Why Getting to Know Your Students Is Important

Once, this semester, my principal told me that I have a student who will work for me and not for anyone else. What’s interesting is that I had a few confrontations with this student at the beginning of the semester, that boiled down to me telling him that while I will treat him with respect because I have a job to do, he still has to earn my respect and the privilege to change seats (which was the question at hand). I bring this up because one of his other teachers came into my classroom this morning talking about the student, who happened to be in the room at the time. She went on about how he wouldn’t do anything for her and had bad grades across the board, and she’s recommending him for summer school. That’s all fine and dandy, I like the kid. I’m sure he’s not going to be thrilled that he gets to spend another summer with me, but at least I got him to work for me.

How did I do this, you might ask?

Easy. I listened to what he said to me and found a book that matched his interests and then listened to him when he talked about the book. Therefore, he’ll make an effort to learn what I’m trying to teach him.

I thought about this because I got another student I was trying to reach. He’s a self-professed player, who’s smooth talking, but really didn’t like to do what he was asked. I gave him Homeboyz by Alan Lawrence Sitomer, and he liked it, but lost it. Then I gave him Mexican WhiteBoy by Matt de la Pena which he skimmed through without reading too much in depth. For book groups, he’s reading That Was Then, This Is Now by S. E. Hinton. When he came in today I told him that my favorite line from the book was “If you have two friends in your lifetime, you’re lucky. If you have one good friend, you’re more than lucky” (49). Before I could finish reading the quote, though, he’d finished it for me.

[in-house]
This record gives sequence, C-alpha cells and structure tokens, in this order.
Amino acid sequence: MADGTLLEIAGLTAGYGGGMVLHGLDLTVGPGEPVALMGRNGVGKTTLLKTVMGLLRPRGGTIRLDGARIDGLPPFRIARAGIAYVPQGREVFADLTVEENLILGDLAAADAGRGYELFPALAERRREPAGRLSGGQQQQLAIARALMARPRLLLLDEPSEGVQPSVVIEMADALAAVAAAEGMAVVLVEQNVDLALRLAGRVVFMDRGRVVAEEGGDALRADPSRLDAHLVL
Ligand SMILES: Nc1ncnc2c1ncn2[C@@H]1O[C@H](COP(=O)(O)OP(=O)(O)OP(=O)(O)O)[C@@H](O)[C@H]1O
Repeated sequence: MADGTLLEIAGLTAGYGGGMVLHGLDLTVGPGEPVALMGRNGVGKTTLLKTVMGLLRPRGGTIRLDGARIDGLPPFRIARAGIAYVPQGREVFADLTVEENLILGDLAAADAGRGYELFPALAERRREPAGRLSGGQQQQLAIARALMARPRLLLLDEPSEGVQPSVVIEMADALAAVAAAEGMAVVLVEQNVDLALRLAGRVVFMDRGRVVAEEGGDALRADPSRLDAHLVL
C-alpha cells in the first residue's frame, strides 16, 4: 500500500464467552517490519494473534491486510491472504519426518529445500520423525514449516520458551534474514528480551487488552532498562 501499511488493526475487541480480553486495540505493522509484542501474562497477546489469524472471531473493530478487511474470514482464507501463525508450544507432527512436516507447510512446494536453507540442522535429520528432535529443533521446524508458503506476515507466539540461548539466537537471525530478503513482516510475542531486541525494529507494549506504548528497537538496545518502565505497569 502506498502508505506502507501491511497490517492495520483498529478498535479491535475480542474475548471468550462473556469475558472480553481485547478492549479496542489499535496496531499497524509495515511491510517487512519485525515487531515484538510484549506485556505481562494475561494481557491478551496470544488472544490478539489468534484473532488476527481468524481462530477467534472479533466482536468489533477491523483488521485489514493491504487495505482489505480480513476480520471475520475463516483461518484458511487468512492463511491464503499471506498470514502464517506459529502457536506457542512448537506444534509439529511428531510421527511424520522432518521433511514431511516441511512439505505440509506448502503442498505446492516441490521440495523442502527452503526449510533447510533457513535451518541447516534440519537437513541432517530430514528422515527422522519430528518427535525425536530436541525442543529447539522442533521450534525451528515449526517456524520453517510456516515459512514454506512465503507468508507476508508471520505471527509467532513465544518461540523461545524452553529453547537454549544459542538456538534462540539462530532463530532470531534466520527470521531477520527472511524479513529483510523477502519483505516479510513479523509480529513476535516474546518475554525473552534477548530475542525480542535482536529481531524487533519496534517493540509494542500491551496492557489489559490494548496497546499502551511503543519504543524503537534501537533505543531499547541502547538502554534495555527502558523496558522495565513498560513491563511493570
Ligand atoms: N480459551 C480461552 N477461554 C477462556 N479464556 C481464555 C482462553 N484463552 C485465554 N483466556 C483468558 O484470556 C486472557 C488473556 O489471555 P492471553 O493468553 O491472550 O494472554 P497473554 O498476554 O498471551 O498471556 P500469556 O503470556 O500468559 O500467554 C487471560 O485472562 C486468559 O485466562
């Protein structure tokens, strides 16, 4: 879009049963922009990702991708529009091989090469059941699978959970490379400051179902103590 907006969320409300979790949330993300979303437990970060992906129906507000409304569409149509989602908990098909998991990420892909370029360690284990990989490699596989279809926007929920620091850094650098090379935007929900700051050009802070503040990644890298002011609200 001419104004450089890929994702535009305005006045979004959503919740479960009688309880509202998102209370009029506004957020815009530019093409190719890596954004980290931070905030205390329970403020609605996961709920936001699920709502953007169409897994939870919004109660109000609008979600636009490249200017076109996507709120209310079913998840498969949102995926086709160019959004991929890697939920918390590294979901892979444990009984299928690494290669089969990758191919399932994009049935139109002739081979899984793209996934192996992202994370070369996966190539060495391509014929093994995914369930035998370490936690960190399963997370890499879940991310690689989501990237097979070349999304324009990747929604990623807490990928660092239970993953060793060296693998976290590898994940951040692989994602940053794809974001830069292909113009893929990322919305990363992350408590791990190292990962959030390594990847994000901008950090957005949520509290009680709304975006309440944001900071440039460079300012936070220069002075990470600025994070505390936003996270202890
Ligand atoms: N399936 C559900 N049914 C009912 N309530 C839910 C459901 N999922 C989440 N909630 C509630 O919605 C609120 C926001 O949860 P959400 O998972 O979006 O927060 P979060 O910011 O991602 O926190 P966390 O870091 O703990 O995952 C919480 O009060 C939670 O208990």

Later, he tells me that he’s never read a book all the way through. He liked The Outsiders, but never finished it either. Right now he’s feeling pretty proud of himself. And I’m feeling pretty proud of him.

Hinton, S.E. (1971). That Was Then, This Is Now. New York: Speak.

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